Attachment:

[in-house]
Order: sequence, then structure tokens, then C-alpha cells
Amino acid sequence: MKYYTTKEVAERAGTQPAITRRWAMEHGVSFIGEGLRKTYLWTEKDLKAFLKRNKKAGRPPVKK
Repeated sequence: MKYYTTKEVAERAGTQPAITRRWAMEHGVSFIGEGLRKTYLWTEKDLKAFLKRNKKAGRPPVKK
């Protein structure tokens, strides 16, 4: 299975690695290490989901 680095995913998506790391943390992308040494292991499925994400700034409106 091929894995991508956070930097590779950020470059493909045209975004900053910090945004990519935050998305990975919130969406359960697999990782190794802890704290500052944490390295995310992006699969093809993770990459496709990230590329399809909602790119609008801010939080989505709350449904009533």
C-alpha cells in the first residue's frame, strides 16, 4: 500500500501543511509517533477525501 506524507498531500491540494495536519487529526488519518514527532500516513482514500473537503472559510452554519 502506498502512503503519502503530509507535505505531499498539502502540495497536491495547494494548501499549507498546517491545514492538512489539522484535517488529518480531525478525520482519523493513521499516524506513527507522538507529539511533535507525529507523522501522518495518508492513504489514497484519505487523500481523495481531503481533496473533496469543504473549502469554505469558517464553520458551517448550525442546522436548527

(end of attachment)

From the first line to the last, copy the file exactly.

[in-house]
Order: sequence, then structure tokens, then C-alpha cells
Amino acid sequence: MKYYTTKEVAERAGTQPAITRRWAMEHGVSFIGEGLRKTYLWTEKDLKAFLKRNKKAGRPPVKK
Repeated sequence: MKYYTTKEVAERAGTQPAITRRWAMEHGVSFIGEGLRKTYLWTEKDLKAFLKRNKKAGRPPVKK
């Protein structure tokens, strides 16, 4: 299975690695290490989901 680095995913998506790391943390992308040494292991499925994400700034409106 091929894995991508956070930097590779950020470059493909045209975004900053910090945004990519935050998305990975919130969406359960697999990782190794802890704290500052944490390295995310992006699969093809993770990459496709990230590329399809909602790119609008801010939080989505709350449904009533």
C-alpha cells in the first residue's frame, strides 16, 4: 500500500501543511509517533477525501 506524507498531500491540494495536519487529526488519518514527532500516513482514500473537503472559510452554519 502506498502512503503519502503530509507535505505531499498539502502540495497536491495547494494548501499549507498546517491545514492538512489539522484535517488529518480531525478525520482519523493513521499516524506513527507522538507529539511533535507525529507523522501522518495518508492513504489514497484519505487523500481523495481531503481533496473533496469543504473549502469554505469558517464553520458551517448550525442546522436548527